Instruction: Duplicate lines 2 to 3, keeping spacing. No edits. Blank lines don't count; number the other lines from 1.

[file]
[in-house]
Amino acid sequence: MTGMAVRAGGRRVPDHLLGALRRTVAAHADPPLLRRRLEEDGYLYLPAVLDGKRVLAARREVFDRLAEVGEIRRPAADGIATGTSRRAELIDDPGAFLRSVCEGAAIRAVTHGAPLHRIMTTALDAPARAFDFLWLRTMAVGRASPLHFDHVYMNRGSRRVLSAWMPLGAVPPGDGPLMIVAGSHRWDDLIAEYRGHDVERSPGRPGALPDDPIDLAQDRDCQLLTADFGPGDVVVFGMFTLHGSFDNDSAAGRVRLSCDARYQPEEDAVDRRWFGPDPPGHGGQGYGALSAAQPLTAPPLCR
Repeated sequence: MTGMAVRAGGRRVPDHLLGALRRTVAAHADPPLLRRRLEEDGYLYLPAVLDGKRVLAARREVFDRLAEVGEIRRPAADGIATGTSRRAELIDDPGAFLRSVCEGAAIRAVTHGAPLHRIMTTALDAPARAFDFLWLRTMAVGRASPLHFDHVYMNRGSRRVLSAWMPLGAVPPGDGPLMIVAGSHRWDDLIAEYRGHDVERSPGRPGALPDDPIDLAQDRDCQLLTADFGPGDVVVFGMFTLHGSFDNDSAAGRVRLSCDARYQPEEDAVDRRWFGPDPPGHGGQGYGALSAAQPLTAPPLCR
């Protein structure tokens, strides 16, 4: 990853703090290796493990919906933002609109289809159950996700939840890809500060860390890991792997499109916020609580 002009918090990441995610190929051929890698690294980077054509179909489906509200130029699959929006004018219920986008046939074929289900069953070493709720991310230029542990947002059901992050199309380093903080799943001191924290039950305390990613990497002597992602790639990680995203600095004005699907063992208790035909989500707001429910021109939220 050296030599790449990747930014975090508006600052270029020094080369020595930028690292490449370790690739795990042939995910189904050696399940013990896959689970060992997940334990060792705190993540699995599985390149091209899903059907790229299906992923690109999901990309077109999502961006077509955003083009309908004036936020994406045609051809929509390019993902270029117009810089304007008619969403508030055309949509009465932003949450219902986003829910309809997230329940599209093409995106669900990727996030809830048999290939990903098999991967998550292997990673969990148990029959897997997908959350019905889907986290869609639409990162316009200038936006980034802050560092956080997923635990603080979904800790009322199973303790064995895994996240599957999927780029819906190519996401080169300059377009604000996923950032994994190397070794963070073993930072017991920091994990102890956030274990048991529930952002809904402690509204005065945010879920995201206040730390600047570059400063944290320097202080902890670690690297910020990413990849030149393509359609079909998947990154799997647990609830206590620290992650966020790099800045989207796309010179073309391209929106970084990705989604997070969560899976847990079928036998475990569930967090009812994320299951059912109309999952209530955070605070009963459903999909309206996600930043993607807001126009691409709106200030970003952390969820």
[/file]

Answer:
Amino acid sequence: MTGMAVRAGGRRVPDHLLGALRRTVAAHADPPLLRRRLEEDGYLYLPAVLDGKRVLAARREVFDRLAEVGEIRRPAADGIATGTSRRAELIDDPGAFLRSVCEGAAIRAVTHGAPLHRIMTTALDAPARAFDFLWLRTMAVGRASPLHFDHVYMNRGSRRVLSAWMPLGAVPPGDGPLMIVAGSHRWDDLIAEYRGHDVERSPGRPGALPDDPIDLAQDRDCQLLTADFGPGDVVVFGMFTLHGSFDNDSAAGRVRLSCDARYQPEEDAVDRRWFGPDPPGHGGQGYGALSAAQPLTAPPLCR
Repeated sequence: MTGMAVRAGGRRVPDHLLGALRRTVAAHADPPLLRRRLEEDGYLYLPAVLDGKRVLAARREVFDRLAEVGEIRRPAADGIATGTSRRAELIDDPGAFLRSVCEGAAIRAVTHGAPLHRIMTTALDAPARAFDFLWLRTMAVGRASPLHFDHVYMNRGSRRVLSAWMPLGAVPPGDGPLMIVAGSHRWDDLIAEYRGHDVERSPGRPGALPDDPIDLAQDRDCQLLTADFGPGDVVVFGMFTLHGSFDNDSAAGRVRLSCDARYQPEEDAVDRRWFGPDPPGHGGQGYGALSAAQPLTAPPLCR